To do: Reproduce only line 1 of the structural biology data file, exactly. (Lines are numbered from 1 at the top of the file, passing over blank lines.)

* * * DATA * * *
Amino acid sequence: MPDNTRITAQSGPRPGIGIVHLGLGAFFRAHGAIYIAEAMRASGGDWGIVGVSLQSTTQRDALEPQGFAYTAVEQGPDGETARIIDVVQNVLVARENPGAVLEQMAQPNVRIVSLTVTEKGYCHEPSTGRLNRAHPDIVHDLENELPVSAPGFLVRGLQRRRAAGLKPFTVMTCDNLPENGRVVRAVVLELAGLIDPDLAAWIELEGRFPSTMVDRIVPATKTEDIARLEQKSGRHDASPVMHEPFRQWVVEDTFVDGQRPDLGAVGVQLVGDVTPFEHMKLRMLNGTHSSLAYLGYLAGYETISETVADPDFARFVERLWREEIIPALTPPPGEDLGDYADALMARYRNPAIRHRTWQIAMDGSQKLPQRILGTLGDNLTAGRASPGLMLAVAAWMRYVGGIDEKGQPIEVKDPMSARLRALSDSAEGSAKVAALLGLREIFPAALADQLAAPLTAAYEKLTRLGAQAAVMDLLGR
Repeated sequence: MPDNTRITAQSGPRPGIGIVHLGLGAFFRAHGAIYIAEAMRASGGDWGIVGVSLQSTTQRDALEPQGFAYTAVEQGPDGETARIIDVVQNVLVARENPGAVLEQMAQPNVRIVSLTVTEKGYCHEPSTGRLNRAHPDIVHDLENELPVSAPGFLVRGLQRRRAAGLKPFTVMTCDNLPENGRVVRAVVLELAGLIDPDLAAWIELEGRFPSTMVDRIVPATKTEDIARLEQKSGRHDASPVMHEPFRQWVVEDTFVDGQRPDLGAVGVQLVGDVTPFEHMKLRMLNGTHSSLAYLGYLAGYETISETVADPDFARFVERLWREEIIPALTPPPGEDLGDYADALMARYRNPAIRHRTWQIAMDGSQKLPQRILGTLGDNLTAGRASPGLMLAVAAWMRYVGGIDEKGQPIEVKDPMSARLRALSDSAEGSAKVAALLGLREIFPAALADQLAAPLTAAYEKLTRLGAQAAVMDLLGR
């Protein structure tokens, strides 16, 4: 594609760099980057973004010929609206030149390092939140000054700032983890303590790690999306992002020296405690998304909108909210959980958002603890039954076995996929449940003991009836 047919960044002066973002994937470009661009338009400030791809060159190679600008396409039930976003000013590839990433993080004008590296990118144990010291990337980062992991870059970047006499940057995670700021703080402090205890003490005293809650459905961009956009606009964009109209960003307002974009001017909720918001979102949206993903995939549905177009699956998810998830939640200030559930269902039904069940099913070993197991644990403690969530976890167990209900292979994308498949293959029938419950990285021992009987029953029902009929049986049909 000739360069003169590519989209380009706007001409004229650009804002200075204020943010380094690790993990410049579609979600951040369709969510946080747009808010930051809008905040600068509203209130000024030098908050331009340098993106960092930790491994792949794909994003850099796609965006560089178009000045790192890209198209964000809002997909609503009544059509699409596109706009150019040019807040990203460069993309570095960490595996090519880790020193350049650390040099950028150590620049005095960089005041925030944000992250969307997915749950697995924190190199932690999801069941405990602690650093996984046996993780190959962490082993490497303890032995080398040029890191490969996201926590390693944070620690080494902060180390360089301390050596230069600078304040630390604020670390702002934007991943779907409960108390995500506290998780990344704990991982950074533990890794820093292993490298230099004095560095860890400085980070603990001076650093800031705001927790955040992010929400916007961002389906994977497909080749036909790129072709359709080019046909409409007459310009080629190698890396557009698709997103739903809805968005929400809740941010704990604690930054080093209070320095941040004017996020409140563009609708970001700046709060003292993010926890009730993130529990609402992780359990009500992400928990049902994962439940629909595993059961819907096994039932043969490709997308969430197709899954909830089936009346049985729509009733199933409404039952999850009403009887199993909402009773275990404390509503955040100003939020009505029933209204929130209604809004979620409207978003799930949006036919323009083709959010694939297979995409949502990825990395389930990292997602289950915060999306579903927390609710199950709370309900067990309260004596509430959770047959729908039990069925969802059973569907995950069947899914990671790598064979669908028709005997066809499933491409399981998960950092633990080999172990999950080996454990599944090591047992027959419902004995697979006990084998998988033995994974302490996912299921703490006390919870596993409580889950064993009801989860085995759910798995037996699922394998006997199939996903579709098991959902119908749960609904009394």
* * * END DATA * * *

Amino acid sequence: MPDNTRITAQSGPRPGIGIVHLGLGAFFRAHGAIYIAEAMRASGGDWGIVGVSLQSTTQRDALEPQGFAYTAVEQGPDGETARIIDVVQNVLVARENPGAVLEQMAQPNVRIVSLTVTEKGYCHEPSTGRLNRAHPDIVHDLENELPVSAPGFLVRGLQRRRAAGLKPFTVMTCDNLPENGRVVRAVVLELAGLIDPDLAAWIELEGRFPSTMVDRIVPATKTEDIARLEQKSGRHDASPVMHEPFRQWVVEDTFVDGQRPDLGAVGVQLVGDVTPFEHMKLRMLNGTHSSLAYLGYLAGYETISETVADPDFARFVERLWREEIIPALTPPPGEDLGDYADALMARYRNPAIRHRTWQIAMDGSQKLPQRILGTLGDNLTAGRASPGLMLAVAAWMRYVGGIDEKGQPIEVKDPMSARLRALSDSAEGSAKVAALLGLREIFPAALADQLAAPLTAAYEKLTRLGAQAAVMDLLGR